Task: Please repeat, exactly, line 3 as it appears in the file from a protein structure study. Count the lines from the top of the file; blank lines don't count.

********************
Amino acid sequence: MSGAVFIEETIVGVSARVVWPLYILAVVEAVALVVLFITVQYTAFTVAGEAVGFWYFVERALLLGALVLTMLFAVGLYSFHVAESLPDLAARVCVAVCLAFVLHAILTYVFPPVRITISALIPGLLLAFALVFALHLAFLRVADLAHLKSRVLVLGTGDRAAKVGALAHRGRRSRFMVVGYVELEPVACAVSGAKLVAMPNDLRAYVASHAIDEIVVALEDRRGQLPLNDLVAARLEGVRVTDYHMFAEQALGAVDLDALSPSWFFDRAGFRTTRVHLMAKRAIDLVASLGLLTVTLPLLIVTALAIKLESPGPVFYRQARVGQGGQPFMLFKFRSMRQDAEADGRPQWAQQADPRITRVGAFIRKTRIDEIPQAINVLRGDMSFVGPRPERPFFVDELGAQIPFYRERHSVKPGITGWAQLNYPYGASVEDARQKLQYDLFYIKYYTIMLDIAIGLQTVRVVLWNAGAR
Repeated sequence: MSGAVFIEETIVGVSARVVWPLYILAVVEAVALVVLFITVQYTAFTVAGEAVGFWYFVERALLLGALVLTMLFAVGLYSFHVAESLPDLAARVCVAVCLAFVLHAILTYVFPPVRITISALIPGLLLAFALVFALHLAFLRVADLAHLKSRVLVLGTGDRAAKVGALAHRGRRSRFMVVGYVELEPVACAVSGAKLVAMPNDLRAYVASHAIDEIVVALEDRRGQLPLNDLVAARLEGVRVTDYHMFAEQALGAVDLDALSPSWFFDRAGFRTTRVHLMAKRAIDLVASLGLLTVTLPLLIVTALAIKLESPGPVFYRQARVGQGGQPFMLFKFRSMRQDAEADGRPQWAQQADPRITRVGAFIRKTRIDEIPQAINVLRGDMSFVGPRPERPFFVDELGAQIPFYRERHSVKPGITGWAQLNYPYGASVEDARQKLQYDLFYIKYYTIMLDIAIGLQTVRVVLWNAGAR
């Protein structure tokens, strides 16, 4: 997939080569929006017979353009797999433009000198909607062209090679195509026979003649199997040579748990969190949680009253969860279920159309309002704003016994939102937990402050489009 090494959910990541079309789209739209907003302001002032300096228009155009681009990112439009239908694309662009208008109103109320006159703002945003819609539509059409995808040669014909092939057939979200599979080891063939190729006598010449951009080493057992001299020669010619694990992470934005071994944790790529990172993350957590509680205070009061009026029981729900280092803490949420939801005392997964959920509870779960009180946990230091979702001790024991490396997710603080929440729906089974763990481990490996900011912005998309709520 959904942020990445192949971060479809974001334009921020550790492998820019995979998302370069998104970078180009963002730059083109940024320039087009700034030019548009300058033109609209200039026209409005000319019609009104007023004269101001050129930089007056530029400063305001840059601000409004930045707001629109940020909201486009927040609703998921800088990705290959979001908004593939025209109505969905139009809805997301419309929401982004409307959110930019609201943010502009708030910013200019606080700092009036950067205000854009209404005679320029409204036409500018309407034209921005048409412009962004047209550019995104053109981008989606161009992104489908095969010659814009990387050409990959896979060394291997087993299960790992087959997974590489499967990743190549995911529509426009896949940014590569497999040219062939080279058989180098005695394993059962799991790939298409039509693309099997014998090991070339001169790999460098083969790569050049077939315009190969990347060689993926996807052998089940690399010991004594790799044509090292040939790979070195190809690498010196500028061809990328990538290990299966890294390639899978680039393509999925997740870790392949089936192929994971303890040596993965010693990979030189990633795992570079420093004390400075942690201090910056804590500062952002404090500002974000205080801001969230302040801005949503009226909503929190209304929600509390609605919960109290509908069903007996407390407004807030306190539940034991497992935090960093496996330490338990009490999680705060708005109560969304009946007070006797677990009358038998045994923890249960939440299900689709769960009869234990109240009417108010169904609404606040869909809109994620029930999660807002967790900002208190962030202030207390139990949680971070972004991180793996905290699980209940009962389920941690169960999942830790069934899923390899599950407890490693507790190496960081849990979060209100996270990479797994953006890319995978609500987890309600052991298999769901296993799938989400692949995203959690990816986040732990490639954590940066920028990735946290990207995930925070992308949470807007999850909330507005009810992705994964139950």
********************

């Protein structure tokens, strides 16, 4: 997939080569929006017979353009797999433009000198909607062209090679195509026979003649199997040579748990969190949680009253969860279920159309309002704003016994939102937990402050489009 090494959910990541079309789209739209907003302001002032300096228009155009681009990112439009239908694309662009208008109103109320006159703002945003819609539509059409995808040669014909092939057939979200599979080891063939190729006598010449951009080493057992001299020669010619694990992470934005071994944790790529990172993350957590509680205070009061009026029981729900280092803490949420939801005392997964959920509870779960009180946990230091979702001790024991490396997710603080929440729906089974763990481990490996900011912005998309709520 959904942020990445192949971060479809974001334009921020550790492998820019995979998302370069998104970078180009963002730059083109940024320039087009700034030019548009300058033109609209200039026209409005000319019609009104007023004269101001050129930089007056530029400063305001840059601000409004930045707001629109940020909201486009927040609703998921800088990705290959979001908004593939025209109505969905139009809805997301419309929401982004409307959110930019609201943010502009708030910013200019606080700092009036950067205000854009209404005679320029409204036409500018309407034209921005048409412009962004047209550019995104053109981008989606161009992104489908095969010659814009990387050409990959896979060394291997087993299960790992087959997974590489499967990743190549995911529509426009896949940014590569497999040219062939080279058989180098005695394993059962799991790939298409039509693309099997014998090991070339001169790999460098083969790569050049077939315009190969990347060689993926996807052998089940690399010991004594790799044509090292040939790979070195190809690498010196500028061809990328990538290990299966890294390639899978680039393509999925997740870790392949089936192929994971303890040596993965010693990979030189990633795992570079420093004390400075942690201090910056804590500062952002404090500002974000205080801001969230302040801005949503009226909503929190209304929600509390609605919960109290509908069903007996407390407004807030306190539940034991497992935090960093496996330490338990009490999680705060708005109560969304009946007070006797677990009358038998045994923890249960939440299900689709769960009869234990109240009417108010169904609404606040869909809109994620029930999660807002967790900002208190962030202030207390139990949680971070972004991180793996905290699980209940009962389920941690169960999942830790069934899923390899599950407890490693507790190496960081849990979060209100996270990479797994953006890319995978609500987890309600052991298999769901296993799938989400692949995203959690990816986040732990490639954590940066920028990735946290990207995930925070992308949470807007999850909330507005009810992705994964139950």